The PM’s spokesman thinks Barclays understands public concerns, while Boris Johnson says the Libor scandal is funny. Could the Tories please get back in touch?
Giving evidence to the Treasury select committee this morning, the outgoing chairman of Barclays Bank, Marcus Agius, revealed that the governor of the Bank of England forced Bob Diamond’s resignation.
The Guardian reports:
Agius revealed how he and Sir Michael Rake, the most senior non-executive on the Barclays board, had been summoned to see King last Monday – on the day Agius’s departure was announced.
“We had a conversation in which he said that Bob Diamond no longer enjoyed the support of his regulators,” said Agius, who then had to summon a telephone board meeting of non-executive directors to decide how to proceed.
Agius also used his appearance in Parliament to announce that Diamond would voluntarily forgo his £20 payoff, formerly contained in his severance package:
“Despite having no personal culpability, he recognises more than anyone the negative attention that they have generated and has taken characteristically strong action to address that.
These circumstances do not detract in any way from the tremendous legacy that Bob has left at Barclays, and his actions are clear indications of his commitment to the institution to which he has contributed so much.”
Diamond will retain his salary and benefits in excess of £2 million, the prime minister’s spokesman responding thus:
“I think the decision to forgo the bonus is a sign that [Barclays] understand public concerns and that they understand that there is a need for a change in the culture of banks.”
The government’s complacency on this issue – first denying the need for a public inquiry, then claiming that Barclays “understand public concerns” – has been staggering. Yet if there was any remaining doubt how utterly out of touch the Tories are, it was put to rest yesterday – not by any member of the government, but by Boris Johnson in his Telegraph column.
The feelings of despair provoked by the article kick in almost immediately as your eyes fall upon the headline: “Stop bashing the bankers – we have no future without them”.
The article isn’t immediately odious, merely baffling:
“[London’s technology industry] is positively Californian in its youth, energy, brightly coloured bean bags and breakout romper rooms with very good coffee. They are coming up with apps that help you unleash your artistic urges; apps for establishing the sexual preferences of everyone in the vicinity; apps for helping blind people cross the road.”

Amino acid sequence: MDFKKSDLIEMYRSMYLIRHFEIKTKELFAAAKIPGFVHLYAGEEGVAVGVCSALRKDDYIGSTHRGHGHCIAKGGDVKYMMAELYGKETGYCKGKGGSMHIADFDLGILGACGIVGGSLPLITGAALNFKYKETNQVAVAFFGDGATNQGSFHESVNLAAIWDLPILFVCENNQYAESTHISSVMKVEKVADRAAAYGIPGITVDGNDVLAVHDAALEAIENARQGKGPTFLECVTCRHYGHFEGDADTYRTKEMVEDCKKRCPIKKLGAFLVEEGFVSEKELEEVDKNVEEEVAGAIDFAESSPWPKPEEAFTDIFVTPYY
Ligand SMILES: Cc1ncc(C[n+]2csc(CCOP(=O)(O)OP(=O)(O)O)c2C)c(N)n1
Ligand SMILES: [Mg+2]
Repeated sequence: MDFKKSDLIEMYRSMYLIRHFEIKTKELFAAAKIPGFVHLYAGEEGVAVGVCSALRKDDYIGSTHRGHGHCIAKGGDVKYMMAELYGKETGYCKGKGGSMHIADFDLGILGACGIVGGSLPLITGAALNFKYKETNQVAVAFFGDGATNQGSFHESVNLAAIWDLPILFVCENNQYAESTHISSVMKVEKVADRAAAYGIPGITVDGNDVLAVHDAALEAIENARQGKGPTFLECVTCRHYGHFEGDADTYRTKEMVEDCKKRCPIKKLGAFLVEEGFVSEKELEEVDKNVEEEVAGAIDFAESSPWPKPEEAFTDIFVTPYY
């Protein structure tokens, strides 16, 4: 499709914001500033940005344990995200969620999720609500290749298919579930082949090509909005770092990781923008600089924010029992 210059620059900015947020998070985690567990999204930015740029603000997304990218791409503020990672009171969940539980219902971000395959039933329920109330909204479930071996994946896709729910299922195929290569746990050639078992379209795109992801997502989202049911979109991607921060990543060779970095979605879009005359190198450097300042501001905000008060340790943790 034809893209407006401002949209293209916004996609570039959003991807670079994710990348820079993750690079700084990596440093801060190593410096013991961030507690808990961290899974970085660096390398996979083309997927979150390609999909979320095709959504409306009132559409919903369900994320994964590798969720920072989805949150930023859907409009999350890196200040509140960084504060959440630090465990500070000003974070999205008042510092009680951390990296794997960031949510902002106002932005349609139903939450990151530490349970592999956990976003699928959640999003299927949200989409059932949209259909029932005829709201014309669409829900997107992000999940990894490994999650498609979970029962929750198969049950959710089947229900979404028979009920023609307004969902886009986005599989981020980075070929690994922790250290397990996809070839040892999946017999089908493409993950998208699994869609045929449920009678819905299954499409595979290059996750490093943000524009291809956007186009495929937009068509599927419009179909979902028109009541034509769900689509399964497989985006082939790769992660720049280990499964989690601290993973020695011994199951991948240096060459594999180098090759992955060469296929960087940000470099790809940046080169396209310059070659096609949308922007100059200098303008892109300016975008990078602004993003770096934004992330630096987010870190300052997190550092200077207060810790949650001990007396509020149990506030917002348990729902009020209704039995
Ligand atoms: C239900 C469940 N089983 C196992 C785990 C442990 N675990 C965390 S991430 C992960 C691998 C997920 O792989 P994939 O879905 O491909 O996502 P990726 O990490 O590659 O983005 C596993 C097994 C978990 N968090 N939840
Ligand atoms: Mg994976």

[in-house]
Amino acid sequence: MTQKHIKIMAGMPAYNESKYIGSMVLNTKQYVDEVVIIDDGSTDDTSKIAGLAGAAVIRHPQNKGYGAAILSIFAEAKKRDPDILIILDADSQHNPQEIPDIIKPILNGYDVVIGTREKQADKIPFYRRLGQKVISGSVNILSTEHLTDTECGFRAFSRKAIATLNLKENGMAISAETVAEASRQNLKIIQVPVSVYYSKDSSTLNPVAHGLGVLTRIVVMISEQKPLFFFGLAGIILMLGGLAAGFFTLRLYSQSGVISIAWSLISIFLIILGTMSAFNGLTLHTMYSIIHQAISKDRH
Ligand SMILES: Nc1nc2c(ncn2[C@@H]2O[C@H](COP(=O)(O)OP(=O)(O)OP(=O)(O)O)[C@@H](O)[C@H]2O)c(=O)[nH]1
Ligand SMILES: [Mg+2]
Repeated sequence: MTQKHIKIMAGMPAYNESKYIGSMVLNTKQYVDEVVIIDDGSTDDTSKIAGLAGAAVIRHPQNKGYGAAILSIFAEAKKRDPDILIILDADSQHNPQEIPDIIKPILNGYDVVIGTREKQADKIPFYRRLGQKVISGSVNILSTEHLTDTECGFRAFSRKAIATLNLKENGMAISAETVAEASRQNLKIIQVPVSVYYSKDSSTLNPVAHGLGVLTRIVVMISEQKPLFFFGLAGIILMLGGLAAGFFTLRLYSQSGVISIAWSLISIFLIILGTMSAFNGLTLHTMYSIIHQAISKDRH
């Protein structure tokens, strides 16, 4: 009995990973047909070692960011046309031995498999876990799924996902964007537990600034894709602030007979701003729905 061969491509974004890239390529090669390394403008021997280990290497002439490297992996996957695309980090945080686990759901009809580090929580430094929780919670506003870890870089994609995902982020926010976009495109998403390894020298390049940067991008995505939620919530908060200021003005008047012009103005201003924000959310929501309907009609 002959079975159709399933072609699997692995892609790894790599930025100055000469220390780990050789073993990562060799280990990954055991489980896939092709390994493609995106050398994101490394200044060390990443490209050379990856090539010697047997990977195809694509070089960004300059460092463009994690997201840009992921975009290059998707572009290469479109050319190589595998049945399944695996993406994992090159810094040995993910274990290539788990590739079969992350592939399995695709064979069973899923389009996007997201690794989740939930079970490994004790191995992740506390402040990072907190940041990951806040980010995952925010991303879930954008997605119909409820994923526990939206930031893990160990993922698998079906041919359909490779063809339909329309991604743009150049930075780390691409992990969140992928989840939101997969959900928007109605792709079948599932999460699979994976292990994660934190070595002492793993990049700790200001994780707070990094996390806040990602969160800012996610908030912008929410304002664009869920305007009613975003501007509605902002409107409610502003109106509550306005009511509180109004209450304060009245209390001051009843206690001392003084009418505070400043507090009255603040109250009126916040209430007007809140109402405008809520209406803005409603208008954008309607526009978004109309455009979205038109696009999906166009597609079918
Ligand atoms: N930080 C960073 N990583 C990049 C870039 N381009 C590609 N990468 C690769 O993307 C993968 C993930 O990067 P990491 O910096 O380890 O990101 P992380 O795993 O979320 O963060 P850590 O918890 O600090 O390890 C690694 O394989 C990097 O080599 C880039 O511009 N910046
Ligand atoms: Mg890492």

Shortly thereafter, Boris changes course, jokingly proposing that someone write a smartphone app called “Fixme, the way of fixing Libor with no incriminating emails“. It’s all downhill from there.
His point, ostensibly, is that “we are now seeing such an amazing collision of technology – search engines, voice analysis, geo-location, face and word recognition – that the possibilities seem boundless.” Any day now, someone will come up with the next Facebook – and then, “they will need someone else to back it.”
“Yes, by all means arrest anyone who has been involved in a criminal conspiracy to fix Libor. Bang ’em up. Slam ’em away. But we need the political establishment in this country to stop slagging off a sector that is utterly crucial to the British economy and the current system of global capitalism…
We need to maintain or lengthen London’s lead as the best place to raise and allocate that capital, and we won’t succeed in that objective if we keep on bullying, berating and generally beating up anyone who has anything to do with a bank.”
No one argues that the British economy can survive without investment banks. Likewise, no one is concerned with anything other than weeding out criminality in the banking sector, and seeing justice done. In reducing the events of the past weeks, months and indeed years to an outmoded Tory cliche – to be competitive, one must deregulate incessantly – Johnson fails to recognise the magnitude of the Barclays Libor scandal.
One of the world’s biggest banks conspiring over the course of several years to rig one of the world’s benchmark interest rates is no laughing matter.
Johnson can argue against banking regulation all he likes: the damage that closer scrutiny would do to British banks is nothing compared to the consequences of a cursory, whitewash investigation. Transparency is now key to public confidence in the sector.
The situation our banks now find themselves in is a direct result of their deregulation under Thatcher in the 1980s. A little humility – a quality the Tories so often demand of Labour these days – would not go amiss.
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